Days after confirmed nCoV cases, Duterte spoke about the alarm and defended China

February 4, 2020 - 4:06 PM
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President Rodrigo Duterte attends a wreath laying ceremony at the Tomb of the Unknown Soldier in Moscow
President Rodrigo Duterte attends a wreath laying ceremony at the Tomb of the Unknown Soldier in Moscow, Russia, Oct. 4, 2019. (Yuri Kadobnov/Pool via Reuters)

After days without a public appearance despite the public alarm over the first cases of the deadly novel coronavirus in the Philippines, President Rodrigo Duterte finally spoke up to address the concerns.

His remarks, however, were perceived by critics to favor the country’s relations with the Chinese government.

Filipinos have called for Duterte to release a public statement concerning the new coronavirus strain or the 2019-nCoV ARD since the first suspected cases were reported in January.

His earlier reluctance to impose a temporary travel ban on all flights to and from mainland China was also heavily criticized and blamed for increasing number of persons under investigation in the country.

Duterte only held a closed-door-emergency meeting with some Cabinet officials and a representative of the World Health Organization on Monday night, February 3, three days after the first confirmed case and two days after the death of one of two patients who tested positive for nCoV.

It was after that meeting when he told reporters that “everything is well” and that Filipinos should stop fostering any sinophobia or anti-Chinese sentiments.

“Let’s start with the narratives by saying that everything is well in the country. There is nothing really to be extra scared of that coronavirus thing although it has affected a lot of countries…You know one or two in any country is not really that fearsome,” the president said.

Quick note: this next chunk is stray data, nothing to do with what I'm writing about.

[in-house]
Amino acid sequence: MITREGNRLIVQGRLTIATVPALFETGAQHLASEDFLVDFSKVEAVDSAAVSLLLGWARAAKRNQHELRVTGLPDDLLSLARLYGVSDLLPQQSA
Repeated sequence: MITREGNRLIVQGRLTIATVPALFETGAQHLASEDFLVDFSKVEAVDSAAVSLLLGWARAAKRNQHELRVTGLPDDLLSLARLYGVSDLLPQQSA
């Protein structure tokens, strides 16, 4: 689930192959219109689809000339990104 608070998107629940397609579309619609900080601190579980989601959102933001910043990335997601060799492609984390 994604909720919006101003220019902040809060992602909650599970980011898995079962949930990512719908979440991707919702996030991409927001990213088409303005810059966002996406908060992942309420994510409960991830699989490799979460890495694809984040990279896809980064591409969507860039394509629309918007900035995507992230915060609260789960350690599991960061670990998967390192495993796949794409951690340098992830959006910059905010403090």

These long-awaited remarks did not sit well on social media.

Twitter users said public rage is not an attack on the Chinese people but to the Duterte administration and the Chinese government.

They cited China’s aggressive encroachment on the West Philippine Sea and Duterte’s lack of resolve to reinforce the country’s rights over it.

One Twitter user observed that Duterte’s remark suggested his lack of compassion and regard for human rights.

“The deadliest plague or pandemic is the normalization of the lack of compassion, a blatant disregard of human rights, and the diminishing of human life into some number described with ‘lang naman’,” the user said.

Duterte provided two reasons for speaking against sinophobia.

“One, is that we have many Filipinos in China. Second is even if there are none, you know, we are a community of nations. We cooperate. China has been kind to us. We can only also show the same favor to them,” he said.

For Duterte, the outbreak should not be blamed on the Chinese.

“It happened in China on — at least the first, ‘yun lang. But that is not the fault of anybody. Not of the Chinese, not of the Filipinos, not of anyone,” he said.

One Reddit user, meanwhile, criticized the administration’s double standards against Filipinos in favor of Chinese nationals.

credits to Pulpolitika from Philippines

The real deal with the government’s handling of the health crisis

Calls for the government to impose a temporary travel ban to and from China started when a five-year-old Chinese boy in Cebu and several tourists who landed in Kalibo exhibited signs of the new pathogen late January.

All of them turned out to be negative from nCoV and were discharged from the hospital.

Health Secretary Francisco Duque III previously said preemptive measures would be unfair to Chinese tourists.

The travel ban that the chief executive initially imposed after, however, only covered Wuhan City, the epicenter of the global outbreak, which was already on lockdown since January 23.

This was before the Department of Health confirmed the first nCoV case on January 31. The patient is a 38-year-old Chinese woman who arrived January 21 and has since carried the virus before being admitted in San Lazaro Hospital in Manila.

Duterte eventually expanded the travel ban to incoming visitors from mainland China, Hong Kong and Macau after the second patient was detected and died on February 1. The patient was identified as the companion of the Chinese woman, who was the first confirmed case in the country.

The suspected cases in the country also kept rising. As of publication, there are a total of 80 patients being watched for the novel coronavirus in the Philippines.